His rat-a-tat passing style has garnered lots of possession and created loads of chances, but the below par finishing from forwards and lack of defined attacking patterns for the sake of fluidity is not helping his cause.

Julen Lopetegui Manager of Real Madrid reacts during the Group G match of the UEFA Champions League between Real Madrid and Viktoria Plzen at Bernabeu on October 23, 2018 in Madrid, Spain. Photo: Getty

Against teams who sit back and defend, Lopetegui has generally been found wanting with his predictable offensive tactics as his side fails to break down the low blocks, which is particularly worrying as this is a recurring theme adopted by sides playing against Real Madrid.

The lack of playing time for young starlets such as Vinicius Junior and over reliance on underfiring Benzema is questionable. Also, there is a degree of reluctance towards shifting to a different line of attack – try Isco, Marco Asensio as false nine, maybe?

Vinicius Junior of Real Madrid CF (R) being followed by Victor Laguardia of Deportivo Alaves (L) during the La Liga match between Deportivo Alaves and Real Madrid CF at Estadio de Mendizorroza on October 6, 2018 in Vitoria-Gasteiz, Spain. Photo: Getty

Additionally, the defensive miscues which were obvious during the pre-season have grown to become a consistent problem thus far. The team is susceptible to counter attacks due to lack of cohesive pressing and counter-pressing at times, while some of them have been down to individual errors, like those made by Raphael Varane against Levante.

(FromL) Real Madrid’s Spanish midfielder Isco, Levante’s Spanish defender Sergio Postigo and Real Madrid’s French defender Raphael Varane jump for the ball during the Spanish league football match Real Madrid CF against Levante UD at the Santiago Bernabeu stadium in Madrid on October 20, 2018. Photo: AFP

Let’s jump to the other side of the picture

A few weeks back, Lionel Messi after Barcelona’s draw against Athletic at Camp Nou said:

“This is Barca. We have enough players to not depend on one.”

Now with Messi watching the match from the stands due to an injured arm, his teammates must show exactly that.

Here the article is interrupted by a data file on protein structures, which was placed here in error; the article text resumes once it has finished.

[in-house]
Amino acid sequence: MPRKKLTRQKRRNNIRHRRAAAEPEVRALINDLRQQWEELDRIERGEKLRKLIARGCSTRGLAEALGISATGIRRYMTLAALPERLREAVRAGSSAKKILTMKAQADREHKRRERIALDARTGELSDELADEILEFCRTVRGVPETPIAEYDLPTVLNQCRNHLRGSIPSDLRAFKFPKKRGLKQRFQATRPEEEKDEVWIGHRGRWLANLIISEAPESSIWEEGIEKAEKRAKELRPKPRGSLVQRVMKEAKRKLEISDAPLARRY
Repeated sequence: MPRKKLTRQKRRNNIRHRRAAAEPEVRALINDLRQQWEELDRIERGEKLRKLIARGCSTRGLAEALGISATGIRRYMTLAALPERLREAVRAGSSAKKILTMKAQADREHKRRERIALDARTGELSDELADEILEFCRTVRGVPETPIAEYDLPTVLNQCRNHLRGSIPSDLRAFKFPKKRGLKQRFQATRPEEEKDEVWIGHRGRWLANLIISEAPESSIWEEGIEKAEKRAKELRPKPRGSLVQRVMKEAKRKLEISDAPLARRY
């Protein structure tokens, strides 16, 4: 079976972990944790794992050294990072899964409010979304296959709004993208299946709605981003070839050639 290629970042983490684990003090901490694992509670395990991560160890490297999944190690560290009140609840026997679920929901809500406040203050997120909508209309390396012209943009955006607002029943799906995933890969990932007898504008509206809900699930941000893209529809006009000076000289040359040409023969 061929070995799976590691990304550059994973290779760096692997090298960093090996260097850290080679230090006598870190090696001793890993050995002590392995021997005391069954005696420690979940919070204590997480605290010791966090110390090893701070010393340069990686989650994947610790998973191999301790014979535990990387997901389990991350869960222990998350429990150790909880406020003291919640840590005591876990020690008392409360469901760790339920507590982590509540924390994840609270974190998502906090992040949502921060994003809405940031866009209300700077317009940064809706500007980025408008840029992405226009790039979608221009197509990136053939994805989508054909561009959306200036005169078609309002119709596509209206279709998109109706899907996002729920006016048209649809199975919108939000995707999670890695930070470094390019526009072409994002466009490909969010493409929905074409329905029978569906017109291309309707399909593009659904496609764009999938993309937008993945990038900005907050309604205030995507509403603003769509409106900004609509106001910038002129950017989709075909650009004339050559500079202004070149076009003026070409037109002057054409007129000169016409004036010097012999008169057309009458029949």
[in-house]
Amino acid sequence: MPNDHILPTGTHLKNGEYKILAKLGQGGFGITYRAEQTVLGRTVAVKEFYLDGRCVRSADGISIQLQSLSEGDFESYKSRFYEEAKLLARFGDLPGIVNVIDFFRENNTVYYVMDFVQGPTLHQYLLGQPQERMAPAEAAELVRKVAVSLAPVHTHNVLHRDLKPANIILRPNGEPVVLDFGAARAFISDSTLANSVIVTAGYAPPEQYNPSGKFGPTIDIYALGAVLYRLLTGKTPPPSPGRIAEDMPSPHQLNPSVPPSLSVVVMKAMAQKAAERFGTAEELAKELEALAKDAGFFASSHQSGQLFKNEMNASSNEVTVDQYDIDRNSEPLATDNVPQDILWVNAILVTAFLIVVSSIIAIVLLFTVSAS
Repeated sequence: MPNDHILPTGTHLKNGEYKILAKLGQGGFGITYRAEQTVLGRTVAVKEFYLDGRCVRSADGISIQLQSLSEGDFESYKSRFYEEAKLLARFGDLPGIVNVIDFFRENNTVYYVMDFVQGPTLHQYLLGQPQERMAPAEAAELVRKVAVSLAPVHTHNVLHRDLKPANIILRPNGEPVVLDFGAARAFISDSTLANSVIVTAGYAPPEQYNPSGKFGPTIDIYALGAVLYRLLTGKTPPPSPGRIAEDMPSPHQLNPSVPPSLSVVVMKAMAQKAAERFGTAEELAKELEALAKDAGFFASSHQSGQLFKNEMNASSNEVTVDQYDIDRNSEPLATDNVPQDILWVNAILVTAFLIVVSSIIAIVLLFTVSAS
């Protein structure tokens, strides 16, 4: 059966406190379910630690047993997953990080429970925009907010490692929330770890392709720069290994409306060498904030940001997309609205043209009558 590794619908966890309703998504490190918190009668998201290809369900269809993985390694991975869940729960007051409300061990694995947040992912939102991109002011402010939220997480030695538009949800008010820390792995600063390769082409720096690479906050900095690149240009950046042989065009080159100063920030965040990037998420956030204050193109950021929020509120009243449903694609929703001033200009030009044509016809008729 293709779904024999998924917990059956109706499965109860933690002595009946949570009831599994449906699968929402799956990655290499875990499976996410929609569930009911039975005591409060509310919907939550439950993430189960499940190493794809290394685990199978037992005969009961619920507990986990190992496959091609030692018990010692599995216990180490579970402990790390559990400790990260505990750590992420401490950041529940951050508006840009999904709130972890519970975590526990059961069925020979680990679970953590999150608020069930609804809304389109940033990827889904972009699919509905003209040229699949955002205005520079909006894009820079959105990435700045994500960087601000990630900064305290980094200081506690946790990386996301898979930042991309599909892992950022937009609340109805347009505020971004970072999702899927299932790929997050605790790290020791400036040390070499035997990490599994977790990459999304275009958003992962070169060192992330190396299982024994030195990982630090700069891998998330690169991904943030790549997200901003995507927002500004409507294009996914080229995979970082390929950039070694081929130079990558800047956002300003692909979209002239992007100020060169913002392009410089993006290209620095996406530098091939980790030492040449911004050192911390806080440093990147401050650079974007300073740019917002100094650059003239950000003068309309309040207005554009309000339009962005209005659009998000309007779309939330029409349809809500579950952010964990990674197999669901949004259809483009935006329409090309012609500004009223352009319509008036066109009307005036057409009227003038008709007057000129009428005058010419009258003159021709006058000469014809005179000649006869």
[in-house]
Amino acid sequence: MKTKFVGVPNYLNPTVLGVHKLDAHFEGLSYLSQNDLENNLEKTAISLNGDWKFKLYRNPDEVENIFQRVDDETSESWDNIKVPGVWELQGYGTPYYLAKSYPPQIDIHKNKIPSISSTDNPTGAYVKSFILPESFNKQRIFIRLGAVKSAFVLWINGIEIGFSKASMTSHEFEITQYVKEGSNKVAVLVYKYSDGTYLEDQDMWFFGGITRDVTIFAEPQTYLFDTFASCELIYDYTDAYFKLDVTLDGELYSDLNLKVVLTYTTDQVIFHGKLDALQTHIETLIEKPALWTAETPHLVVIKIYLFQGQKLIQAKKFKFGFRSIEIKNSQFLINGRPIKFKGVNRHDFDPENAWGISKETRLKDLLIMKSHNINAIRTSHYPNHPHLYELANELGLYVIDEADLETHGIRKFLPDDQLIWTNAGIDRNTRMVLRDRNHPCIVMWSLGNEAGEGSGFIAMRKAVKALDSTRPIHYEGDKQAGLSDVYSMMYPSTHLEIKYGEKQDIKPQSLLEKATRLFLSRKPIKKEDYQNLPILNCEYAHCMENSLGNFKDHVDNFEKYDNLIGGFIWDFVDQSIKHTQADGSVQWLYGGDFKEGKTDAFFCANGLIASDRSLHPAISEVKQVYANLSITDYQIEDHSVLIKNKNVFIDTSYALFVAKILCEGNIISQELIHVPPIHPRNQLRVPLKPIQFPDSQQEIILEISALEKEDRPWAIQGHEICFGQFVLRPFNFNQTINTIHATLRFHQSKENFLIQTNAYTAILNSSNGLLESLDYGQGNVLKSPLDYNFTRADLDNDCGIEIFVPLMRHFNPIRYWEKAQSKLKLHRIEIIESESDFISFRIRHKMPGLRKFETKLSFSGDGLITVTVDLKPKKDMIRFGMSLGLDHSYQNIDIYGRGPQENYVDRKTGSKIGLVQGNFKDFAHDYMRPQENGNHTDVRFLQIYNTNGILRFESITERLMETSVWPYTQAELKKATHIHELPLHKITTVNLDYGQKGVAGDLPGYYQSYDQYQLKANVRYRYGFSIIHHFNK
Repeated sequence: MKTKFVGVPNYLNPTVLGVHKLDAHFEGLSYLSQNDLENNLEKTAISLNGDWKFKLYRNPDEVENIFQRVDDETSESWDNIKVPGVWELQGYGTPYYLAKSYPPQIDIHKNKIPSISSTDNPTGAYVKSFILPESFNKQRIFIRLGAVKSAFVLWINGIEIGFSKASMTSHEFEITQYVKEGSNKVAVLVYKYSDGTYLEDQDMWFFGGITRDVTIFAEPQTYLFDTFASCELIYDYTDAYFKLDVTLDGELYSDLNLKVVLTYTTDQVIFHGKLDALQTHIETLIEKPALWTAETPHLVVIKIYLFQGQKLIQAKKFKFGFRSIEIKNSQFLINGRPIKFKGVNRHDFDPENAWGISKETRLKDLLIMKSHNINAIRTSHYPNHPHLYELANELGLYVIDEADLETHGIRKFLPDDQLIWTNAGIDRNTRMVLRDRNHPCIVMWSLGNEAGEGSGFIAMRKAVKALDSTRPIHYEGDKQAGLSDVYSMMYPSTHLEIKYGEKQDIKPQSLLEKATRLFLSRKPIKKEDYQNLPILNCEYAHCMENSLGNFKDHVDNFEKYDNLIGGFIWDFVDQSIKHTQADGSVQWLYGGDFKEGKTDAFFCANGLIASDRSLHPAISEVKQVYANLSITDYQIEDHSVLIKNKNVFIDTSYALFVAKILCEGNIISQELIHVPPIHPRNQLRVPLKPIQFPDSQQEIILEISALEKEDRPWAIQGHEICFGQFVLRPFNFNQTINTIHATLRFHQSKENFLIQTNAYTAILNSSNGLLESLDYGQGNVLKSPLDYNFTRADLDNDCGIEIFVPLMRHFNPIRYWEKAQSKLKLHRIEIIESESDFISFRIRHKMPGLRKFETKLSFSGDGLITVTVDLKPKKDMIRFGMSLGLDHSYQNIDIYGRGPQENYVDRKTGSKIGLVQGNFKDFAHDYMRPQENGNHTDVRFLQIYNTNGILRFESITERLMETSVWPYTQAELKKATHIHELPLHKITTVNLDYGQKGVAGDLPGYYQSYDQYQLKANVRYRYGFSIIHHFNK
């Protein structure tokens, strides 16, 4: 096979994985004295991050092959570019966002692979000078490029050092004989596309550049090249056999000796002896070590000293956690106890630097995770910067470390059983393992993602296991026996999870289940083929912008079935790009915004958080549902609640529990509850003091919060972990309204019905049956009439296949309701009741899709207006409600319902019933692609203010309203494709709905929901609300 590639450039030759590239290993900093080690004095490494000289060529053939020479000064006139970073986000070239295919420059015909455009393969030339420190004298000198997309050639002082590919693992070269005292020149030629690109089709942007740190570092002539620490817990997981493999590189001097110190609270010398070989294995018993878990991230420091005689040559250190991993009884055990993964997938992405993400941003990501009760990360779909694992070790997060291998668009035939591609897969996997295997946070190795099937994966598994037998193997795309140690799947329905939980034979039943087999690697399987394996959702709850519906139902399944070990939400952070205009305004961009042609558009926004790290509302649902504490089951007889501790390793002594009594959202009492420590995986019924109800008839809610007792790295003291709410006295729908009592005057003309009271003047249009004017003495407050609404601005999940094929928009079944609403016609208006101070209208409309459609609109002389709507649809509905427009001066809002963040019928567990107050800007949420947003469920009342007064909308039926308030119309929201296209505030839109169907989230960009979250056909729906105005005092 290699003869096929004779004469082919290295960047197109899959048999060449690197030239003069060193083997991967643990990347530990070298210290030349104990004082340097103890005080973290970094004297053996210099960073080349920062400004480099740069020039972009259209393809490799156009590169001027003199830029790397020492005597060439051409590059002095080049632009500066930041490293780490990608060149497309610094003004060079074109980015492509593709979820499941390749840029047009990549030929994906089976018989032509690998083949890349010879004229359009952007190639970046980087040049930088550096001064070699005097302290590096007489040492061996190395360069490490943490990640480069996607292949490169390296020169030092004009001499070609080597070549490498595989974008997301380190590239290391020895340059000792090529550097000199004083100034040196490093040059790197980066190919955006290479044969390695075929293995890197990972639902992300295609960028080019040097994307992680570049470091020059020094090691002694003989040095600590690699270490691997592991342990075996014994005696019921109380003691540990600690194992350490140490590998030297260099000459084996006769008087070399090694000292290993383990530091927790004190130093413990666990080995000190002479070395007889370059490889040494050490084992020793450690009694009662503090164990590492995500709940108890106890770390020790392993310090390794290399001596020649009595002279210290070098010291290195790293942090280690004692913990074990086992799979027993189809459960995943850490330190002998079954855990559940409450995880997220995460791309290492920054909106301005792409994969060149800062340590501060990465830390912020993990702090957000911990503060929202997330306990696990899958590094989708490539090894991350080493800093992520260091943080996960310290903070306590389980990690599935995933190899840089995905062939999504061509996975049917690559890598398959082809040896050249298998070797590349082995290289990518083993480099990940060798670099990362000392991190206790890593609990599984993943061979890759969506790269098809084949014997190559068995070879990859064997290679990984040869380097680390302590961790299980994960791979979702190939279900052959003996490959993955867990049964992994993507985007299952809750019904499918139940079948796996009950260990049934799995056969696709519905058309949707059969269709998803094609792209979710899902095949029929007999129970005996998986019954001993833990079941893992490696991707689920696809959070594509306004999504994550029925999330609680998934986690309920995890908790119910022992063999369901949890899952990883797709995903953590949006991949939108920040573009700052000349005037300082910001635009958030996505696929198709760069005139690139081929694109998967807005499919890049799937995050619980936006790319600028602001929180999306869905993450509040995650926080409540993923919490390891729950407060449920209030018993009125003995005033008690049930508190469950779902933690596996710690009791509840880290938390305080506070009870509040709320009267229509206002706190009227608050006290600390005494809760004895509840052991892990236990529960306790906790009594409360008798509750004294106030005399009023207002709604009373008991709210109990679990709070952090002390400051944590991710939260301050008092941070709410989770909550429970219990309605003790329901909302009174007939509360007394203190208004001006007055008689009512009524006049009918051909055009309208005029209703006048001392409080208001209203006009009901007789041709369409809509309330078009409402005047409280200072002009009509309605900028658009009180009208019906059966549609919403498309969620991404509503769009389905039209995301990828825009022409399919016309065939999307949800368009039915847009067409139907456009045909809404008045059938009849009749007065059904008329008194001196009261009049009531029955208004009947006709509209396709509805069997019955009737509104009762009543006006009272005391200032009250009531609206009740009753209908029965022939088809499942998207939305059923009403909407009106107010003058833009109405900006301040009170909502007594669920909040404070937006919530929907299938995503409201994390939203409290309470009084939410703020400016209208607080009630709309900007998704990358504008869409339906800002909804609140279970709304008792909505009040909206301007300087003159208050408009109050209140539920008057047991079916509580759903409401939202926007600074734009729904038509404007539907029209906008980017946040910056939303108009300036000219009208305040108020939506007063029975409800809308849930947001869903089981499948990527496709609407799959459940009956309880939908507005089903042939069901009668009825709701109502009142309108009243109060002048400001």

24th October 2018, Camp Nou, Barcelona, Spain; UEFA Champions League football, Barcelona versus Inter Milan; An injured Lionel Messi of FC Barcelona watching the match from the stands. Photo: Getty

Messi can leave us all for dead in a matter of seconds with the ball at his feet. He transfixes everyone watching and his absence will be sorely missed. Without the services of their quasi-messianic figure, coach Ernesto Valverde will have to come up with an astute tactical plan to plug the gaping hole left by the Argentinean.

Valverde would have been pleased to see Luis Suarez showing glimpses of his old form and flare with an authoritative performance against Sevilla at Camp Nou last week. Despite a mediocre start to the season, the Uruguayan looked sharper than usual which is a good sign for the Catalan giants, especially when the onus will be on him to come up with the goods during El Clasico.

Luis Suarez celebration during the match between FC Barcelona and Sevilla CF, corresponding to the week 9 of the Liga Santander, played at the Camp Nou, on 20th October 2018, in Barcelona, Spain. Photo: Getty

Gerard Pique’s poor form and injuries to Samuel Umtiti and Thomas Vermaelen have left Barca thin on the defensive aspect but Clément Lenglet has risen to the occasion with some solid performances at the back despite his young age and lack of experience, which must have been a sigh of relief for the manager.